Tyler Gerking, partner at Farella Braun + Martel LLP: “Many businesses, including small ones, handle and/or store a surprisingly large amount of personally identifiable information – in many instances, more than they realize. Based on recent experience, it appears that smaller businesses can be targeted by hackers just as much, or perhaps more frequently, than larger business. And they are just as vulnerable to human errors that could result in a data security breach (e.g., an employee loses a laptop computer that contains unencrypted customer data). Data security breaches require quick and often complex responses by the company, both to comply with states’ notice laws (and many states have differing laws) and mitigate liability exposure. It can become a very expensive issue for businesses of all types and sizes, including small ones.”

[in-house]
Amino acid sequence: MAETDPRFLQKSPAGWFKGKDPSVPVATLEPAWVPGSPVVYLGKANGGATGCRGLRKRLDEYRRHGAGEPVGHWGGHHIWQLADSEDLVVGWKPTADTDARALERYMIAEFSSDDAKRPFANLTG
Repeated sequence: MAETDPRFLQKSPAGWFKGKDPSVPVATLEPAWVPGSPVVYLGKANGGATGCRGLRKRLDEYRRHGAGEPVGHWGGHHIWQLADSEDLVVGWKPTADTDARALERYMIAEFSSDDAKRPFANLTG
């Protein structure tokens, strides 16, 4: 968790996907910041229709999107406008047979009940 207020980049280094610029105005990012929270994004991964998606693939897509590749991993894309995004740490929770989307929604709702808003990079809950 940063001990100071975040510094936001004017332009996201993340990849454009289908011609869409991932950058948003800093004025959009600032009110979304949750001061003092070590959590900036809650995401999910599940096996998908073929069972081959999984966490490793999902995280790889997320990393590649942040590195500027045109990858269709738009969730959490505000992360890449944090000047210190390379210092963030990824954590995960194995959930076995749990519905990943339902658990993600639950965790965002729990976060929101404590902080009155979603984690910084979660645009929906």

Thomas B. Caswell, partner at Zelle Hofmann Voelbel & Mason LLP: “One of the biggest risks is to businesses that digitally store proprietary information such as trade secrets, specialty business practices, and R&D. A successful cyber-attack could result in the loss of information that is essential to the success of a given business and seriously hinder their ability to operate. Similarly, online business could face severe business interruption related losses, as a result of a targeted cyber-attack (for example, a DDoS attack (“Directed Denial of Service”)), that affects their online platform.
"...sometimes, old-fashioned paper is the culprit of a breach where a company does not have sufficient controls over what data can be printed, and how confidential paper should be treated."